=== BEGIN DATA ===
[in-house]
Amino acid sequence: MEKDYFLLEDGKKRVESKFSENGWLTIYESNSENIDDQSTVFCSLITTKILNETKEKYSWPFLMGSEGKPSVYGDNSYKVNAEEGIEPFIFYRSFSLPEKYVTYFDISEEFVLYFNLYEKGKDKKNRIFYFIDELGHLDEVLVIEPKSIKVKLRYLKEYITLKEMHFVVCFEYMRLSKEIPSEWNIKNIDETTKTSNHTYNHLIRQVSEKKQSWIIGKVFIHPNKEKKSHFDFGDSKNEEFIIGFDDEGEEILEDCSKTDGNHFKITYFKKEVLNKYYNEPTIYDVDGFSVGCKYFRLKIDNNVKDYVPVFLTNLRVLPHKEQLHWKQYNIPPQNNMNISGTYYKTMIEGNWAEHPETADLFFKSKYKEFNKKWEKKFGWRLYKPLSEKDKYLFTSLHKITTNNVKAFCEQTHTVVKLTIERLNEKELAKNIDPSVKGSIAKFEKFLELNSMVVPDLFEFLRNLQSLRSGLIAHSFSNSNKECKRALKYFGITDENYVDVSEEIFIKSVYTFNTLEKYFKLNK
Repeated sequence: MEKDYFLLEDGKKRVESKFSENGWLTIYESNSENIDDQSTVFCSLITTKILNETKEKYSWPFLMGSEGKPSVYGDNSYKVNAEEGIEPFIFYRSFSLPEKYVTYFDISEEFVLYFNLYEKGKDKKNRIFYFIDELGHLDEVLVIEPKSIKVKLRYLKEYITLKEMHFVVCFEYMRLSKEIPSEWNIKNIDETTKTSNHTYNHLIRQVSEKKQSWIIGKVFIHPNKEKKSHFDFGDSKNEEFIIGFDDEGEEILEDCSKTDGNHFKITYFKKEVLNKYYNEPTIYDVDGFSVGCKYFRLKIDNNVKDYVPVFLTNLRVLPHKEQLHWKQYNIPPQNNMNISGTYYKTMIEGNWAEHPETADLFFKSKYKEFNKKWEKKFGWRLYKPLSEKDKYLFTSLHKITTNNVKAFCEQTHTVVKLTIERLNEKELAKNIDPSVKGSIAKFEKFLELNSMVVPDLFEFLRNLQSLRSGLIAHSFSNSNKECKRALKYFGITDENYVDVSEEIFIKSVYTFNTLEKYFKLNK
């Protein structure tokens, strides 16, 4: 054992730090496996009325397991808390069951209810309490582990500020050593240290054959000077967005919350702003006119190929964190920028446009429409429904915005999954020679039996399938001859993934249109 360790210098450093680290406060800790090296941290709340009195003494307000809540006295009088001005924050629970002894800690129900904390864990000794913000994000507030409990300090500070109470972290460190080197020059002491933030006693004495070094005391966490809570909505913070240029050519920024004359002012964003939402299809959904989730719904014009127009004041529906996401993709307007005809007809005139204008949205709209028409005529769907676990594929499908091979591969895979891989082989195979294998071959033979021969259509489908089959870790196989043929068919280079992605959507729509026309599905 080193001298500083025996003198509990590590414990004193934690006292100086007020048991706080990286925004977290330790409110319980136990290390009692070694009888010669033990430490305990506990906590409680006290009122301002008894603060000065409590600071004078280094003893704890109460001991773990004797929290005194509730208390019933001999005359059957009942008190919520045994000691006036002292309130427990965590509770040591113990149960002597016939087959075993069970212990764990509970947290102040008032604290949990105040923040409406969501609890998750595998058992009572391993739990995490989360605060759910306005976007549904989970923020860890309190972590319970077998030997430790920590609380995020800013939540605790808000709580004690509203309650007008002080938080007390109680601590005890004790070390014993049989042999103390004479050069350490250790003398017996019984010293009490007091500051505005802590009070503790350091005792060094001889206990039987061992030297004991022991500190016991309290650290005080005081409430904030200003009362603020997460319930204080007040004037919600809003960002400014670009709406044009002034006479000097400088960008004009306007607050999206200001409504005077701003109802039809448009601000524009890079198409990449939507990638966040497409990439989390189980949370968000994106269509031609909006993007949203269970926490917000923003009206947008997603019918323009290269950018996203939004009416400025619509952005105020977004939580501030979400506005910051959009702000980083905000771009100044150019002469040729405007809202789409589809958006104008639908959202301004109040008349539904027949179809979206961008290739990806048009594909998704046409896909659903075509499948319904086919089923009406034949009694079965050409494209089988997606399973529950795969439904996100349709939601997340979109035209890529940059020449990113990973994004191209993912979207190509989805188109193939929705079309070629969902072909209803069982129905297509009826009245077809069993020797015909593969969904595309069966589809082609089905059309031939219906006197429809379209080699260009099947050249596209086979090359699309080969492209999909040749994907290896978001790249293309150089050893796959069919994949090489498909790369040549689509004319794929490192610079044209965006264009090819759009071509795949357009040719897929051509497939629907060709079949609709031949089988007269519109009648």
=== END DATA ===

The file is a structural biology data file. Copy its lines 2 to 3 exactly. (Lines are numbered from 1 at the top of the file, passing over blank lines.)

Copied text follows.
Amino acid sequence: MEKDYFLLEDGKKRVESKFSENGWLTIYESNSENIDDQSTVFCSLITTKILNETKEKYSWPFLMGSEGKPSVYGDNSYKVNAEEGIEPFIFYRSFSLPEKYVTYFDISEEFVLYFNLYEKGKDKKNRIFYFIDELGHLDEVLVIEPKSIKVKLRYLKEYITLKEMHFVVCFEYMRLSKEIPSEWNIKNIDETTKTSNHTYNHLIRQVSEKKQSWIIGKVFIHPNKEKKSHFDFGDSKNEEFIIGFDDEGEEILEDCSKTDGNHFKITYFKKEVLNKYYNEPTIYDVDGFSVGCKYFRLKIDNNVKDYVPVFLTNLRVLPHKEQLHWKQYNIPPQNNMNISGTYYKTMIEGNWAEHPETADLFFKSKYKEFNKKWEKKFGWRLYKPLSEKDKYLFTSLHKITTNNVKAFCEQTHTVVKLTIERLNEKELAKNIDPSVKGSIAKFEKFLELNSMVVPDLFEFLRNLQSLRSGLIAHSFSNSNKECKRALKYFGITDENYVDVSEEIFIKSVYTFNTLEKYFKLNK
Repeated sequence: MEKDYFLLEDGKKRVESKFSENGWLTIYESNSENIDDQSTVFCSLITTKILNETKEKYSWPFLMGSEGKPSVYGDNSYKVNAEEGIEPFIFYRSFSLPEKYVTYFDISEEFVLYFNLYEKGKDKKNRIFYFIDELGHLDEVLVIEPKSIKVKLRYLKEYITLKEMHFVVCFEYMRLSKEIPSEWNIKNIDETTKTSNHTYNHLIRQVSEKKQSWIIGKVFIHPNKEKKSHFDFGDSKNEEFIIGFDDEGEEILEDCSKTDGNHFKITYFKKEVLNKYYNEPTIYDVDGFSVGCKYFRLKIDNNVKDYVPVFLTNLRVLPHKEQLHWKQYNIPPQNNMNISGTYYKTMIEGNWAEHPETADLFFKSKYKEFNKKWEKKFGWRLYKPLSEKDKYLFTSLHKITTNNVKAFCEQTHTVVKLTIERLNEKELAKNIDPSVKGSIAKFEKFLELNSMVVPDLFEFLRNLQSLRSGLIAHSFSNSNKECKRALKYFGITDENYVDVSEEIFIKSVYTFNTLEKYFKLNK